CD-2 from "The Velvet Underground, Bootleg Series 1: The Quine Tapes". CD-2 in its entirety. The Series 1 set contains 3 CDs. CD-2 contains recordings from The Matrix club, San Francisco, Nov.-Dec., 1969
1. Follow the Leader 17:05 11-27-69
2. White Light/White Heat 10:03 12-01-69
3. Venus in Furs 5:14 12-01-69
4. Heroin 8:11 11-23-69
5. Sister Ray 37:04 12-03-69
The Velvet Underground's 1969 Lineup (John Cale & Nico had left the band):
-Lou Reed -- vocals, rhythm and lead guitar
-Sterling Morrison -- lead and rhythm guitar, backing vocals
-Doug Yule -- bass guitar, organ, backing vocals
-Maureen Tucker -- percussion
These recordings come from audience tapes recorded by Robert Quine, then a fan of The Velvet Underground. Years later, Quine came to prominence himself as an admired guitarist in Richard Hell & the Voidoids, & eventually got to play guitar with Lou on two Lou Reed albums, "The Blue Mask", & "Legendary Hearts", & he toured with Lou as part of his band in the 1980s.
From Quine's original CD liner notes:
QUOTE: "In 1968, I became a rabid Velvet Underground fan and spent countless hours on headphones learning from them...The Velvet Underground came to San Francisco and stayed for nearly a month. They started out with three nights at The Family Dog,
a large Fillmore-type space. A number of hippies brought tambourines and harmonicas to "do their thing" with the group. But the sound
was great for recording - the band was able to play really loud.
After that, they played The Matrix,, a fairly small club, for several weeks, and I taped most of those performances. In the beginning,
there weren't many people in the audience. There were a few nights when they started the first set with only four or five people in the club!
Under those circumstances, the group couldn't help but notice me and they were very friendly, putting me on the guest list every night and
inviting me to hang out with them in the dressing room between sets. They appreciated the fact that I was so serious about recording them,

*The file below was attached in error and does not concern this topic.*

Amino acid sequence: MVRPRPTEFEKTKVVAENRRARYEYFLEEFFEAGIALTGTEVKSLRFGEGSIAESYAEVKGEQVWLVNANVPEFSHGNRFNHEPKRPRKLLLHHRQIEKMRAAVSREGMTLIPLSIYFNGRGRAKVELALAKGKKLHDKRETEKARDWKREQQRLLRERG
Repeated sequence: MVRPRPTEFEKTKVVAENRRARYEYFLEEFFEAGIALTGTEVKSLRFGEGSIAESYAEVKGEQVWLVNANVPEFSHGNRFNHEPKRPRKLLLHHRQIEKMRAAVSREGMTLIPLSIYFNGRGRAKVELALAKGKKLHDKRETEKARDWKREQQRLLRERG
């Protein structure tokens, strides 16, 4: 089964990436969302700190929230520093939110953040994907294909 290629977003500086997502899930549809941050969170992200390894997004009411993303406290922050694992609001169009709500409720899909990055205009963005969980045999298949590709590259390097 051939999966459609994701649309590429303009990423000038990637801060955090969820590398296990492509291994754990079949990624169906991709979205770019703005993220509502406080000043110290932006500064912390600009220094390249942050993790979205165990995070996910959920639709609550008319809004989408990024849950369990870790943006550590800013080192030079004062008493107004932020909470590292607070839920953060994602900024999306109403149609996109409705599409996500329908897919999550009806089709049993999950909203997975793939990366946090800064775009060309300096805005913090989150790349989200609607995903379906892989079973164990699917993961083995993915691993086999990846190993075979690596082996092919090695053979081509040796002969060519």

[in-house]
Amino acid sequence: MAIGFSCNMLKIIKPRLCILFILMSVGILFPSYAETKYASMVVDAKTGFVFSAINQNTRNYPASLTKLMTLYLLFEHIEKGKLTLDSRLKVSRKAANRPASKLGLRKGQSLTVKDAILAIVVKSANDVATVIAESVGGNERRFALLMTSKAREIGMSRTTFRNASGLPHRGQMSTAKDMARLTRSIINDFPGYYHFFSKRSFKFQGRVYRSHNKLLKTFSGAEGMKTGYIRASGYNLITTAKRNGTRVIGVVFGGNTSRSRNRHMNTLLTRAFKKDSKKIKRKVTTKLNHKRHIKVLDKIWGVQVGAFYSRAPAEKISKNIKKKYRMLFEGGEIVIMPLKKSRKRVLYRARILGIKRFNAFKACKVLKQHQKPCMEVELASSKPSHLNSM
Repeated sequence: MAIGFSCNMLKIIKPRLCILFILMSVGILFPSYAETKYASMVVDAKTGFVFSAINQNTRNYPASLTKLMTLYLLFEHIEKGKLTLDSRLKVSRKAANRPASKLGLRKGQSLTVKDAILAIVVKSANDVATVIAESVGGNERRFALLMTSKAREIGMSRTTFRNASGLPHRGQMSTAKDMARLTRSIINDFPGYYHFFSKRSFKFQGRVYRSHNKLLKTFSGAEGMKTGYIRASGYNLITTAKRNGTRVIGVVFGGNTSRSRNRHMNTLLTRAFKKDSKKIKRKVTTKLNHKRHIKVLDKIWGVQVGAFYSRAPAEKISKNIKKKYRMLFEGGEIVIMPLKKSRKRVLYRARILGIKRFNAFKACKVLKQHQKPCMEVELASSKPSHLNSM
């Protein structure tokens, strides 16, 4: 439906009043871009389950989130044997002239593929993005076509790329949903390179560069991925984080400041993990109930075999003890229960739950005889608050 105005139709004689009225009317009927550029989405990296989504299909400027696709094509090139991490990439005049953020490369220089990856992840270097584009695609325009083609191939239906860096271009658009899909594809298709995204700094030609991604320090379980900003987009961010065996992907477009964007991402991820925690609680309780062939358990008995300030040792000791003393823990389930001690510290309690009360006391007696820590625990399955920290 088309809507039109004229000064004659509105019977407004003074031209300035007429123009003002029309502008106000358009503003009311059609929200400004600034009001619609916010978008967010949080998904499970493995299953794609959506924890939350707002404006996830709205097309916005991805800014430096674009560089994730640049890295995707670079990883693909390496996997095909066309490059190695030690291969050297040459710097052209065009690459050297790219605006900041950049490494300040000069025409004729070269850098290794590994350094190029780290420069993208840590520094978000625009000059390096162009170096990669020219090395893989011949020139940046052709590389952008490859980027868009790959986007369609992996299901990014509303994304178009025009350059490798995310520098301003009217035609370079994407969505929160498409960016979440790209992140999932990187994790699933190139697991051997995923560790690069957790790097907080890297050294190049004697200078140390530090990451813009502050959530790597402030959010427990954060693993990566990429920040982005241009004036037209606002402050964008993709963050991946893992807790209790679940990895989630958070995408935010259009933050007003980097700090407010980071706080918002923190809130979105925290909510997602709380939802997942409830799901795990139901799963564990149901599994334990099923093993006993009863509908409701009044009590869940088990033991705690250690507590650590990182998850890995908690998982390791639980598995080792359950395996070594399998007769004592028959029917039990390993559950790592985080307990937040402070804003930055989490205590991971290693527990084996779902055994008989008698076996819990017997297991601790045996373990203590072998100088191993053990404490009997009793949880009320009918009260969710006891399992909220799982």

and Lou Reed would occasionally "warn" me when they were going to do something special, like 'Black Angel's Death Song'. Sometimes,
backstage, they'd ask me to play back a particular song they¹d done in the previous set.
They also invited me to watch their occasional rehearsals at the club. They'd work on arrangements for new songs, such as 'Ride Into The Sun' and
'New Age'. They got along quite well - there wasn't the slightest hint of whatever problems they would experience recording Loaded a few months later.
I got the opportunity to spend quite a few hours talking with Lou Reed about music. We'd sometimes go to this hot dog place across the street from the
club (I think it was called Coney Island Franks) and talk about how incredible it was in 1955 to be a kid and first discover rock & roll - doo wop, rockabilly,
Little Richard, Bo Diddley, etc. Regarding contemporary stuff, Lou was especially fond of the Stones. As for guitarists, he was very enthusiastic about a Byrds
concert he'd seen at the Village Gate in 1966, where McGuinn took an incredible extended solo on 'Eight Miles High'. And he was rightfully quite proud of his
own guitar soloing on songs like 'I Heard Her Call My Name' but was also resigned to the fact that most people weren't ready for it yet. Anyway, the VU gradually
built up an enthusiastic following at The Matrix and by the time they left, the place was always packed...[Thanks go to] the Velvet Underground - for contributing so much to the world of music and for their generosity to a crazed fan a long time ago.
Listening to this stuff all these years later, I'm ultimately the same fan I was in 1969."
-- Robert Quine